Assessing the effectiveness and feasibility of implementing mitigation measures for an influenza pandemic in remote and isolated First Nations communities: a qualitative community-based participatory research approach
Citation: Charania NA, Tsuji LJS. Assessing the effectiveness and feasibility of implementing mitigation measures for an influenza pandemic in remote and isolated First Nations communities: a qualitative community-based participatory research approach. Rural and Remote Health (Internet) 2013; 13: 2566. Available: http://www.rrh.org.au/articles/subviewnew.asp?ArticleID=2566 (Accessed 20 October 2017)
Introduction: The next influenza pandemic is predicted to disproportionately impact marginalized populations, such as those living in geographically remote Aboriginal communities, and there remains a paucity of scientific literature regarding effective and feasible community mitigation strategies. In Canada, current pandemic plans may not have been developed with adequate First Nations consultation and recommended measures may not be effective in remote and isolated First Nations communities.Key words: mitigation measures, Aboriginal, community-based participatory research, influenza pandemic, qualitative analyses, remote and isolated communities.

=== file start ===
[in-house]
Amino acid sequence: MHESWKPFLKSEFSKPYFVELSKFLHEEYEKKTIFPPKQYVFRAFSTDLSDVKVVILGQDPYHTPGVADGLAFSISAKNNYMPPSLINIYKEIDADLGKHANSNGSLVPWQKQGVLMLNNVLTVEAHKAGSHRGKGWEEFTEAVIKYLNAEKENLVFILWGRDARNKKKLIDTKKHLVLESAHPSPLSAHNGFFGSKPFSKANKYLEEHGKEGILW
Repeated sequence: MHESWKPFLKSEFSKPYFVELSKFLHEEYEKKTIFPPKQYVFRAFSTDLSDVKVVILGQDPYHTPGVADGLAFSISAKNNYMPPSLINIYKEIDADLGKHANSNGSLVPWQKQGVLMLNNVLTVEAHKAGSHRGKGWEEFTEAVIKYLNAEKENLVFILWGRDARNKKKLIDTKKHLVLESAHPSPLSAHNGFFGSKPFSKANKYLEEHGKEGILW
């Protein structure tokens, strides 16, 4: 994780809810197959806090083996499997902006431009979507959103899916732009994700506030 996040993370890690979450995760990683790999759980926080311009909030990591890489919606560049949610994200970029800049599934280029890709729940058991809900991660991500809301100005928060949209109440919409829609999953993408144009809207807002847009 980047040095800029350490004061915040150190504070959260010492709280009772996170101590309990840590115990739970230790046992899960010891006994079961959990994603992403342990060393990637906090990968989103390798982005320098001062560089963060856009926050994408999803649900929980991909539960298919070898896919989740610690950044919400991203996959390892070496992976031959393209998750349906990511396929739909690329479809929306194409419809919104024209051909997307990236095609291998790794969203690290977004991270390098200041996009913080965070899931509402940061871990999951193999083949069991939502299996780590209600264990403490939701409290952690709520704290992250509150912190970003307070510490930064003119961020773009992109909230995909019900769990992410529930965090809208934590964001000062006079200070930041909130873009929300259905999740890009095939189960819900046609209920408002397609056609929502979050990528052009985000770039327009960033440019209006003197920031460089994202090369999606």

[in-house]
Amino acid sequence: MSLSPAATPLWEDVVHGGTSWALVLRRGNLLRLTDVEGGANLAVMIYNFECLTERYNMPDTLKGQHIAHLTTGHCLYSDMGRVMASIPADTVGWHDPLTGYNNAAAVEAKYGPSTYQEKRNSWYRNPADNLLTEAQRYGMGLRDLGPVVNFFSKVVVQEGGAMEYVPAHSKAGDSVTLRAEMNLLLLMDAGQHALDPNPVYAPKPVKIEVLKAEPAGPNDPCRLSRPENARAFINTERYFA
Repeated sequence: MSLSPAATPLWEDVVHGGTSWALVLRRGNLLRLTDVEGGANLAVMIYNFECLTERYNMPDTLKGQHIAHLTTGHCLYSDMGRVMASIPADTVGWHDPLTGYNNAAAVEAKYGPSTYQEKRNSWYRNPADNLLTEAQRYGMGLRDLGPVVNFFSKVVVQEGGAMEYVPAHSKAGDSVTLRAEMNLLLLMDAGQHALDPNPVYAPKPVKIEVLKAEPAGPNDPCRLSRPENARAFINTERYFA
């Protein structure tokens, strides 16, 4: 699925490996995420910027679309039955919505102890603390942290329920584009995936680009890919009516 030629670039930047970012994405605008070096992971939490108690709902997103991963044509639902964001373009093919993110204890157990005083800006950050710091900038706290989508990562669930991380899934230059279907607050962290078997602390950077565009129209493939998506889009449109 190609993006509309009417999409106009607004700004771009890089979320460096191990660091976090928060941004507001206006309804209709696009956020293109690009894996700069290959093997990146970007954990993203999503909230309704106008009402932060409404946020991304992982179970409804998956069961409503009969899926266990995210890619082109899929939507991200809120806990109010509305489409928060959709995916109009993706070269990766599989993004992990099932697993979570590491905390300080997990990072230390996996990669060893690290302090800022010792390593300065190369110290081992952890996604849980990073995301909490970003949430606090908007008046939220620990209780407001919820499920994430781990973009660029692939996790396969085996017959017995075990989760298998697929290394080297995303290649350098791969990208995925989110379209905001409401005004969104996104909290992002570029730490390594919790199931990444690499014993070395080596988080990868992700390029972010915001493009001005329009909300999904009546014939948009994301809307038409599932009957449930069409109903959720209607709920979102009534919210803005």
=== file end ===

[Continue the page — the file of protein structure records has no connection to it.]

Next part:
Methods: This study employed a community-based participatory research approach. Retrospective opinions were elicited via interview questionnaires with adult key healthcare informants (n=9) regarding the effectiveness and feasibility of implementing 41 interventions to mitigate an influenza pandemic in remote and isolated First Nations communities of sub-Arctic Ontario, Canada. Qualitative data were manually transcribed and deductively coded following a template organizing approach.
Results: The results indicated that most mitigation measures could potentially be effective if modified to address the unique characteristics of these communities. Participants also offered innovative alternatives to mitigation measures that were community-specific and culturally sensitive. Mitigation measures were generally considered to be effective if the measure could aid in decreasing virus transmission, protecting their immunocompromised population, and increasing community awareness about influenza pandemics. Participants reported that lack of resources (eg supplies, monies, trained personnel), poor community awareness, overcrowding in homes, and inadequate healthcare infrastructure presented barriers to the implementation of mitigation measures.
Conclusions: This study highlights the importance of engaging local key informants in pandemic planning in order to gain valuable community-specific insight regarding the design and implementation of more effective and feasible mitigation strategies. As it is ethically important to address the needs of marginalized populations, it is recommended that these findings be incorporated in future pandemic plans to improve the response capacity and health outcomes of remote and isolated First Nations communities during the next public health emergency.
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